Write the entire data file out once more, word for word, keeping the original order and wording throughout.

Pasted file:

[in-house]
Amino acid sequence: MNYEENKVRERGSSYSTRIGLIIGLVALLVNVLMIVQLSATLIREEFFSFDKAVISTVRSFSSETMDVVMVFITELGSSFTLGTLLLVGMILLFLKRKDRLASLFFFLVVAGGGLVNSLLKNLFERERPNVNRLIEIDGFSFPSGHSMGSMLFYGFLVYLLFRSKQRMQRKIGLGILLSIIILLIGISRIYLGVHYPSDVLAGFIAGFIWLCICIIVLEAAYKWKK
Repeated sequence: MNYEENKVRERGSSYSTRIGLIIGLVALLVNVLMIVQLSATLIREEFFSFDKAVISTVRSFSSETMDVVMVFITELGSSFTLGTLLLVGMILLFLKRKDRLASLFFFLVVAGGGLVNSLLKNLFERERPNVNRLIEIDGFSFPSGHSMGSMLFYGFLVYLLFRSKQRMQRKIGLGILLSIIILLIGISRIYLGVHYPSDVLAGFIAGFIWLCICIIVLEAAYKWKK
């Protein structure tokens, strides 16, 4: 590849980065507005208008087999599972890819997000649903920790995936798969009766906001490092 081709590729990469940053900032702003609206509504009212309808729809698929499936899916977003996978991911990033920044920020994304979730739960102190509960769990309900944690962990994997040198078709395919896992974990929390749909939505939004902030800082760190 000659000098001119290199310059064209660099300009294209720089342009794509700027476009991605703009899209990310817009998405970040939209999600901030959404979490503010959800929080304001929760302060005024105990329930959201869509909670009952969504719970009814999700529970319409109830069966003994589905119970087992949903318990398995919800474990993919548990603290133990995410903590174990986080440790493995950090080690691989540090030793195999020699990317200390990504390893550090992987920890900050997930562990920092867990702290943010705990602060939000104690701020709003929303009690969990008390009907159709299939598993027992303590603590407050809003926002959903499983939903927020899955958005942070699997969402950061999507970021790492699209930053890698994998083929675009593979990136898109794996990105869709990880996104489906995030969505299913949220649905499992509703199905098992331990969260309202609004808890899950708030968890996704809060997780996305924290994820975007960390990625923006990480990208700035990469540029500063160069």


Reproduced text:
[in-house]
Amino acid sequence: MNYEENKVRERGSSYSTRIGLIIGLVALLVNVLMIVQLSATLIREEFFSFDKAVISTVRSFSSETMDVVMVFITELGSSFTLGTLLLVGMILLFLKRKDRLASLFFFLVVAGGGLVNSLLKNLFERERPNVNRLIEIDGFSFPSGHSMGSMLFYGFLVYLLFRSKQRMQRKIGLGILLSIIILLIGISRIYLGVHYPSDVLAGFIAGFIWLCICIIVLEAAYKWKK
Repeated sequence: MNYEENKVRERGSSYSTRIGLIIGLVALLVNVLMIVQLSATLIREEFFSFDKAVISTVRSFSSETMDVVMVFITELGSSFTLGTLLLVGMILLFLKRKDRLASLFFFLVVAGGGLVNSLLKNLFERERPNVNRLIEIDGFSFPSGHSMGSMLFYGFLVYLLFRSKQRMQRKIGLGILLSIIILLIGISRIYLGVHYPSDVLAGFIAGFIWLCICIIVLEAAYKWKK
């Protein structure tokens, strides 16, 4: 590849980065507005208008087999599972890819997000649903920790995936798969009766906001490092 081709590729990469940053900032702003609206509504009212309808729809698929499936899916977003996978991911990033920044920020994304979730739960102190509960769990309900944690962990994997040198078709395919896992974990929390749909939505939004902030800082760190 000659000098001119290199310059064209660099300009294209720089342009794509700027476009991605703009899209990310817009998405970040939209999600901030959404979490503010959800929080304001929760302060005024105990329930959201869509909670009952969504719970009814999700529970319409109830069966003994589905119970087992949903318990398995919800474990993919548990603290133990995410903590174990986080440790493995950090080690691989540090030793195999020699990317200390990504390893550090992987920890900050997930562990920092867990702290943010705990602060939000104690701020709003929303009690969990008390009907159709299939598993027992303590603590407050809003926002959903499983939903927020899955958005942070699997969402950061999507970021790492699209930053890698994998083929675009593979990136898109794996990105869709990880996104489906995030969505299913949220649905499992509703199905098992331990969260309202609004808890899950708030968890996704809060997780996305924290994820975007960390990625923006990480990208700035990469540029500063160069």